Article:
About Futuresource Consulting

Futuresource Consulting, the specialist research and consulting company, is delighted to be the official knowledge partner for CEATEC. The company can trace its roots back to the 1980s and provides market insights into consumer electronics, digital imaging, entertainment media, broadcast, optical manufacturing, storage media, professional IT and education technology.
With more than 70 full-time employees providing in-depth analysis and forecasts across consumer and professional electronics categories, Futuresource is able to advise on market, competitive and technological developments, providing clients with access to the information that helps produce the best possible results.



CE market revenues returned to growth in 2016, following 2015's 'blip'. Growth was modest, however, at 1.2% (to reach $680 billion), as 'emerging' markets faltered, mobile revenues slowed and categories such as small-screen TV's and cameras continued to be squeezed by convergence. Despite the challenges, which also include the ever present threat of another worldwide recession, several hotspots of innovation are fuelling growth in CE, including VR & AR, connected cars, voice assistants, smart home, as well as stability returning to TV and PC.

Representing almost one in five dollars spent on CE, 'traditional' categories such as TV, audio and video equipment stabilised last year thanks to improving TV sales and continued growth in wireless speakers, headphones and digital media adapters (which includes the likes of Amazon Fire TV Stick, Roku, Apple TV, etc.), offsetting declines in set top boxes and Blu-ray/DVD equipment.

  • Mobile grew 5% to represent half of total CE revenues for the first time, at $338 billion.
  • Consumer PC sales fell marginally, but look to be relatively stable going forward, helped by the boom in online gaming, growth in 2-in-1 tablets and Chromebook. Consumer tablet sales fell 16% as shipments of 'phablets' surge.
  • Game consoles fell 9% to $10.5 billion, but within this handheld games fell 40% as a result of competition from mobile apps. VR will boost this market in 2017.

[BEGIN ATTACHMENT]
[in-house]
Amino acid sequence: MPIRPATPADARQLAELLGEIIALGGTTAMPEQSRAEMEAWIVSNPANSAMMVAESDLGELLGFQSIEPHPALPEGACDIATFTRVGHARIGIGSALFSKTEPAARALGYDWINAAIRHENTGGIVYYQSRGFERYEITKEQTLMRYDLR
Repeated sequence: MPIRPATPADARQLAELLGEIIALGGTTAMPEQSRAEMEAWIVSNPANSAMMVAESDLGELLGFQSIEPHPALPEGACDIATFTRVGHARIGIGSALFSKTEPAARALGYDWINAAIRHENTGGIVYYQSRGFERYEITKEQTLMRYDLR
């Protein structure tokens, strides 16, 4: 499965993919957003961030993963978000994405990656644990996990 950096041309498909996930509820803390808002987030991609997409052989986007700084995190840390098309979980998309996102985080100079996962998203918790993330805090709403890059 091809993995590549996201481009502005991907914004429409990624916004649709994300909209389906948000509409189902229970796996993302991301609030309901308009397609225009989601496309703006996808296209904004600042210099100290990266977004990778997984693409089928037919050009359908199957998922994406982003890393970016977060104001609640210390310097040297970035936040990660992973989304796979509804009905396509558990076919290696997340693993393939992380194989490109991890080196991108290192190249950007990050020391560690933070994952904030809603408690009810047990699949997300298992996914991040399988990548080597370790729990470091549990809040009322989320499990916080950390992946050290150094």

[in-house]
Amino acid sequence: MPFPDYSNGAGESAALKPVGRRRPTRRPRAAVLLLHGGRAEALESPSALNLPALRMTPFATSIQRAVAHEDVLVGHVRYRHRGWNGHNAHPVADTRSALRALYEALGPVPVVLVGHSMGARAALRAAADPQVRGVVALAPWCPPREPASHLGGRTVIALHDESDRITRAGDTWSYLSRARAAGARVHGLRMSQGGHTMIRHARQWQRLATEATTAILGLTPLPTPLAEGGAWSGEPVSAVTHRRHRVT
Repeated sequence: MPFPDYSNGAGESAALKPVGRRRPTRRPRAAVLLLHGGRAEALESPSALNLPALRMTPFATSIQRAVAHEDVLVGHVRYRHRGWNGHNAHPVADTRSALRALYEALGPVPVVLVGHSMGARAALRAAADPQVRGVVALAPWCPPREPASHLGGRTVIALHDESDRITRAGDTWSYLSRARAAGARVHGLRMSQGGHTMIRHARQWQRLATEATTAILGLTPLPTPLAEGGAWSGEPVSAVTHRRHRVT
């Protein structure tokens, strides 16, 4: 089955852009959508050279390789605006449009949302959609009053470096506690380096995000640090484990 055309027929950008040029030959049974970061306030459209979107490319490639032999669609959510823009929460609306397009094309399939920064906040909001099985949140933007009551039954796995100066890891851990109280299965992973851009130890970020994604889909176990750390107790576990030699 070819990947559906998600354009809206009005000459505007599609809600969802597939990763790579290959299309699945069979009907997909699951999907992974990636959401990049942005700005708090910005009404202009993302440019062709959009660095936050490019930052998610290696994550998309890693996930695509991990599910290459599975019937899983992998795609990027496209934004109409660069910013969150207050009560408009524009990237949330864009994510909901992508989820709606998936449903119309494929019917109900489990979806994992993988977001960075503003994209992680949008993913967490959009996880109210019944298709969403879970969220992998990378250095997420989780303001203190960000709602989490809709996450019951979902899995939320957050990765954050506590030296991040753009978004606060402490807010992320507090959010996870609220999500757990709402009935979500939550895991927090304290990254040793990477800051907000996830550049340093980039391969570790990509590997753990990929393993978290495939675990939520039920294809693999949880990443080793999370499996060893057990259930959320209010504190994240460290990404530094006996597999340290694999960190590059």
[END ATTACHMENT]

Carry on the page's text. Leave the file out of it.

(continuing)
• Imaging equipment declined 16% to $11.4 billion in 2015, and will continue to decline before the traditional camera market starts 'bottoming out' over the next 2-3 years. Hotspots like High-end ILC, video-drones and instant print 'Polaroid-like' cameras offset some of the decline in this category.
  • Despite a significant market slowdown in 2016 for wearables, the market is expected to recover as smartwatch designs improve and applications emerge such as wearable pay and LTE. VR will fuel headsets for PC, console and mobile gaming. The market for fitness wearables remains relatively robust at the enthusiast level; however the volume end of the market is softening, as the novelty of activity tracking wears thin. Despite not living up to expectations to date, resulting in some industry fallout in 2016, the smart home market will grow 30% this year to achieve $3 billion in sales across diverse product categories. The market is skewed to the US which will represents more than 50% of spend this year, driven by convenience lifestyle, technology awareness, affluence and a high level of security and safety awareness. We estimate up to 40% of connected home devices are now supplied by service providers, notably security and communications firms. The impact of Amazon's success with Echo will open up a scenario where smart home might 'piggy back' as added value on a primary acquisition driver (audio in the case of Echo).

Emerging markets, which now represent over half of the worldwide CE market, have badly weakened since 2014, largely due to weakening economies in important regional hubs, such as Russia, Brazil, and more recently Nigeria, Africa's largest economy and market. The falling price of Oil, unrest in the Middle East, and currency fluctuations brought about by sanctions on Russia and more recently Brexit, are contributing to price pressure and slowing demand. N America remains strong at 21% of global CE demand, driven by affluence and avid demand for new technology.

In a competitive context, Apple and Huawei grew strongly in FY 2015, although Apple has flattened in 2016, while most other major CE brands continue to struggle to find growth and profitability in a flat market environment. Barriers to entry within CE manufacturing continue to fall, allowing new entrants with low overheads to slice into market share using available SoC technology and contract manufacturers in China. Internet giants are increasingly competing in CE hardware; Amazon, most notably, took 16% of home audio revenues in Q3 in the USA with its hugely popular Echo.

The 5-year outlook for consumer electronics is 1% CAGR, with revenues reaching $710 billion by 2021, subject to a relatively stable world economy.

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